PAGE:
Safety and Health also noted that the number of OSHA inspectors reached a record low of 875 as of January 1, 2019. The Department of Labor has vowed to add 26 new full-time equivalent inspectors next fiscal year after hiring 76 in FY 2018.


Contact the workplace safety experts at SCT today!


OSHA Budget Could See Big Increase

The U.S. House of Representatives passed on June 19, 2019, a so-called “minibus” budget appropriations bill for fiscal year 2020 that would increase the budget for the Occupational Safety and Health Administration. The bill passed by a 226-203 vote.

The new bill sets OSHA’s budget at $660,908,000, which is about $103 million more than the Trump administration’s proposed budget released in March. OSHA’s budget was $557.2 million in FY2019, according to Safety and Health Magazine. 

The bill specifies a few ways in which this budget can be spent:

  • $12.69 million is available for Susan Harwood training grants
  • A maximum of $3.5 million for Voluntary Protection Programs (VPP)
  • A maximum of $123.23 million available for grants to states

The bill also outlines funding for NIOSH ($346.3 million) and the Mine Safety and Health Administration ($417.3 million), which would both be increases compared to their respective FY 2019 budgets.

The magazine also reports that while the bill passed the House, it is unlikely to pass the U.S. Senate.

“The Senate may craft its own funding bill or try to resolve any differences with the House bill in a conference committee,” according to the publication.

Want to take your workplace’s safety program to the next level? Contact the experts at SCT. Put our decades of OSHA and workplace safety experience to work. Contact us today!


SCT adds Director of East Coast Operations

SCT is proud to announce the addition of Dave Walker as the company’s new Director of East Coast Operations.

Mr. Walker has 25 years of safety and environmental experience in the textile manufacturing industry. He has just about done it all in the world of occupational safety and health, but Mr. Walker owns a high level of expertise in Lockout/Tagout, Machine Guarding, OSHA Compliance, and design of Safety and Health Management Systems.

Beginning in September 2013, Mr. Walker was the Corporate Director of Environmental, Occupational Health & Safety and Facilities Management at Formed Fiber Technologies/Conform Gissing International in Auburn, Maine. Among many achievements, Mr. Walker developed and oversaw the implementation of a Safety and Health Management System for sites in Maine, Ohio and South Carolina that resulted in significantly decreased injury trends.

Prior to that, Mr. Walker was the Director of Facilities Engineering at Interface Fabrics/True Textiles in Elkin, NC; Corporate Facilities Engineer at Guilford of Maine/Interface Fabrics in Guilford, Maine; and Vice President of TedWalker, Inc.

At SCT, Mr. Walker will be working closely with Senior VP Rob Medlock and Senior Research and Field Analyst Kelly Baker.

To contact Dave or any of our other world-class Workplace Safety Experts, call us at 1-800-204-1729 or complete the contact form below.




SCT Names New Vice President of Health Services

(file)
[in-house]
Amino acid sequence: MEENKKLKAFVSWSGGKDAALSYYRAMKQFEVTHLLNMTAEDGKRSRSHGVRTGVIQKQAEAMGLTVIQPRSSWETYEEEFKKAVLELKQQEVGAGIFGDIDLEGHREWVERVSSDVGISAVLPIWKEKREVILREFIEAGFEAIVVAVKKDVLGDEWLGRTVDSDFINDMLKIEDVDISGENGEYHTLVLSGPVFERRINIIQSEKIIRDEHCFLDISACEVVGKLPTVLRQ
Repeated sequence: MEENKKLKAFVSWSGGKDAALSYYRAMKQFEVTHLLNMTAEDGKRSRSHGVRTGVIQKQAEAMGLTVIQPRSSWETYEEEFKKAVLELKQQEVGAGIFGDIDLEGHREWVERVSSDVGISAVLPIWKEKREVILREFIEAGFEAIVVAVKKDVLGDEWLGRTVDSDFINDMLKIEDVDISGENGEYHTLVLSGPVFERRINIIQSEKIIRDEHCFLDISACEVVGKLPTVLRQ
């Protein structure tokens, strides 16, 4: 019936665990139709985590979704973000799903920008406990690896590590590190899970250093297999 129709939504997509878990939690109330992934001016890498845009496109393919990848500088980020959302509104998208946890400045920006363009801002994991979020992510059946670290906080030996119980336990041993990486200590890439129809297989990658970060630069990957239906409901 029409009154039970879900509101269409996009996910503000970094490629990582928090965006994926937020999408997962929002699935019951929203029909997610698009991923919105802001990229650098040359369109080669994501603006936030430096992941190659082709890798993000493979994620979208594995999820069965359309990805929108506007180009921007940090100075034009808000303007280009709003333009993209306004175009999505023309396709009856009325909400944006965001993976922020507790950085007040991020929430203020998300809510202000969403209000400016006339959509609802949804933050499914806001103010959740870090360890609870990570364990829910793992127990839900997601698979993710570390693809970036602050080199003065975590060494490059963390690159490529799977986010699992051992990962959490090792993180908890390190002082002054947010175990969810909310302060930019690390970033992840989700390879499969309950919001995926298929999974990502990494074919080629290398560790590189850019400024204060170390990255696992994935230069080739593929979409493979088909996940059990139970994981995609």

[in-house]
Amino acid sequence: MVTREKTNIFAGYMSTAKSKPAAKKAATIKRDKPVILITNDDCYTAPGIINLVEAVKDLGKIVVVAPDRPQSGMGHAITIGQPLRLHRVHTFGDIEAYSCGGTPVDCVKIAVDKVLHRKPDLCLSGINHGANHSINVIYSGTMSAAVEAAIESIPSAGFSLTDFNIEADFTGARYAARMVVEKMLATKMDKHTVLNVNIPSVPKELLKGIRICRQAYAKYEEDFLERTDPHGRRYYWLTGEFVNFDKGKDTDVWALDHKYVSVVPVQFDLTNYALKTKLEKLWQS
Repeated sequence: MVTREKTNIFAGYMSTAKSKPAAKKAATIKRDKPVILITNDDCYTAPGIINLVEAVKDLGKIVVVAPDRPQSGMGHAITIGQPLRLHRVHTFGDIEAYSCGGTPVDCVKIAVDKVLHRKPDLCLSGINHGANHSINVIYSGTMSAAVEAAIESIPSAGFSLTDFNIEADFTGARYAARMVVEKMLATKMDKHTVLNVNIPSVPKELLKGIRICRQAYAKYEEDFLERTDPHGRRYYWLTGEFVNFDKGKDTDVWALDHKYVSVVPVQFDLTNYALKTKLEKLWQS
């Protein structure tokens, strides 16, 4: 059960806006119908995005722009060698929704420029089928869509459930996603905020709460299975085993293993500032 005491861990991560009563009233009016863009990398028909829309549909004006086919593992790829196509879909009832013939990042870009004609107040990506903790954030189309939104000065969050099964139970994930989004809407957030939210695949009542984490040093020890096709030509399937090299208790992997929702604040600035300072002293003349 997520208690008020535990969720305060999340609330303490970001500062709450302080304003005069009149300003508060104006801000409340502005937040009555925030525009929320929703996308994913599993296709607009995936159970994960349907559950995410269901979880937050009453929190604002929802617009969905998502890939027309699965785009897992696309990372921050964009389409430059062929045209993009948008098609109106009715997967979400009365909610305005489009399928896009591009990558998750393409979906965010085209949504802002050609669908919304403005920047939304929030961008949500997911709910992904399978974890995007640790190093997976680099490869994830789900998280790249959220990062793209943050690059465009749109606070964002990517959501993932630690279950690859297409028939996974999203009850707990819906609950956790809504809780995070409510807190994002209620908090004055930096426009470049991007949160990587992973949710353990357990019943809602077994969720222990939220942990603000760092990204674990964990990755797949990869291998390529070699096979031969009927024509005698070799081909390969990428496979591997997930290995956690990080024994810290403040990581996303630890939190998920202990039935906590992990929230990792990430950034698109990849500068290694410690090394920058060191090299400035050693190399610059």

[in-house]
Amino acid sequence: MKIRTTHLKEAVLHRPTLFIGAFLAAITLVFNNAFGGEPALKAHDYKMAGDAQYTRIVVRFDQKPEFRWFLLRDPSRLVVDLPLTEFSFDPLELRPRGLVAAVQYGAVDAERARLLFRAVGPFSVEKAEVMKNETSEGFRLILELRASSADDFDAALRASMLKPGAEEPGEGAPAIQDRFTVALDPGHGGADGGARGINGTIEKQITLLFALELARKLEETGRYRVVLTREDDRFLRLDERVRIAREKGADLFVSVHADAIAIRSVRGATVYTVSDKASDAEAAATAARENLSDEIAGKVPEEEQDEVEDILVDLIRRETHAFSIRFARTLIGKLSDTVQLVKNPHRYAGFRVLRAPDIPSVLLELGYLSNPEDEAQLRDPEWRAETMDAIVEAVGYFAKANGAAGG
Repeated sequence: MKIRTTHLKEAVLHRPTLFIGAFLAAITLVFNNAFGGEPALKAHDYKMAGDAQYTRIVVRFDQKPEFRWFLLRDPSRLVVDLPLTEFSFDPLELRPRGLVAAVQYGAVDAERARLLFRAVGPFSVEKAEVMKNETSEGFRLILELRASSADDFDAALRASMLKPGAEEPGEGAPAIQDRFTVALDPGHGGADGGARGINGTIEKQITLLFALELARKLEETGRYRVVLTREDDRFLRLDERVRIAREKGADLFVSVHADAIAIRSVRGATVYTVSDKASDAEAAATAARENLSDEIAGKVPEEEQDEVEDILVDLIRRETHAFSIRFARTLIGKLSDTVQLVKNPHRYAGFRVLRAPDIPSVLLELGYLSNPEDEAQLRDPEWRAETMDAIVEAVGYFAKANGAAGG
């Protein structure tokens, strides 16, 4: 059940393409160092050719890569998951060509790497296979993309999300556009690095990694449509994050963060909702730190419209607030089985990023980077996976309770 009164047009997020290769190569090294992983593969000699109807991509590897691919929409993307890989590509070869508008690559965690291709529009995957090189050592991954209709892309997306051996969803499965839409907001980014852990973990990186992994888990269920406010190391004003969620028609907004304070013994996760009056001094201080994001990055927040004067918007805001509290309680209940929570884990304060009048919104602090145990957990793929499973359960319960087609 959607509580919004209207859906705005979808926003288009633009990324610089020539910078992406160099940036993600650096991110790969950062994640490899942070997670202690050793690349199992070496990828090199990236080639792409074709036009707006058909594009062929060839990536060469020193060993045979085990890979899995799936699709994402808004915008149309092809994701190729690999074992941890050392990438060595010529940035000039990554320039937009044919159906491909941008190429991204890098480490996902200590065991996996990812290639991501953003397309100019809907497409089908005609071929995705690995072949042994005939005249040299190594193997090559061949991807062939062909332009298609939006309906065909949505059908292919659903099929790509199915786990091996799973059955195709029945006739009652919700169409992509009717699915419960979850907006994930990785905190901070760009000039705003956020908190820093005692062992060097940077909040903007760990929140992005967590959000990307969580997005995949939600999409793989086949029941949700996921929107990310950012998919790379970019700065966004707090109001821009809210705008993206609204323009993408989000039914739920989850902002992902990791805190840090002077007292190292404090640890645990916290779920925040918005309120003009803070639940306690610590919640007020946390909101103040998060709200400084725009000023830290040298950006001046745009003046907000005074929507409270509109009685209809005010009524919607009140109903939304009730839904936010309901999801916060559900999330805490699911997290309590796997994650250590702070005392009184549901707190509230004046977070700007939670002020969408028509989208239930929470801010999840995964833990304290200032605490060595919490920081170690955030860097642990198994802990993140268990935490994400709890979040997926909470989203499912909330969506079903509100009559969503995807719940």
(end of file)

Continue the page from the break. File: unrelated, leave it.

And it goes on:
Safety Controls Technology (SCT) is proud to announce Jonathan Corrigan, DHSc, PA-C as the company’s new Vice President of Health Services.

Dr. Corrigan joined SCT in April 2018 as the Director of Health Services, and this promotion to Vice President is the culmination of a year of hard work overseeing the expansion of SCT’s Occupational Health Division. The division now operates at three locations in the Cleveland area, plus a fully functional mobile unit. Reaching hundreds of clients each day, SCT delivers a wealth of services including TSA Pre Check; background checks; vaccinations; DOT and non-DOT physicals; OSHA Medical Surveillance Clearance; American Red Cross First Aid/CPR/AED training; employee drug and alcohol testing; Drug Free Workplace Program development and administration; pulmonary function testing; and respirator fit testing.

SCT President Gail Grueser said that Dr. Corrigan has been instrumental to the rapid growth of SCT’s Health Services.

“His skill and expertise is invaluable to the Occupational Health Division,” Ms. Grueser said. “I couldn’t be more excited about Jonathan becoming SCT’s Vice President of Health Services.”

Dr. Corrigan holds multiple advanced degrees, including a Doctorate in Health Science from Nova Southeastern University (2017) and a Master of Physician Assistant with a Specialization Certificate in Emergency Medicine from the University of Nebraska Medical Center (2008). Dr. Corrigan has worked as a Physician Assistant across the globe in Sacramento, CA; Honolulu, HI; and the Northern Mariana Islands, which are located just south of Japan. While he spent much of his time as a physician assistant in emergency medicine, he also has experience in acute care, urgent care, and psychiatry.

Recently, Dr. Corrigan became a member of the Ohio-1 Disaster Medical Assistance Team (DMAT). The team’s mission is to provide medical care to victims of disasters, both natural and man-made.

Dr. Corrigan was born and raised in the greater Cleveland area, and graduated in 2007 from the University of Findlay with a Bachelor of Science in Physician Assistant Studies.

To learn more about the full range of our Occupational Health Solutions, explore our website, call us at 1-800-204-1729, or complete the contact form below.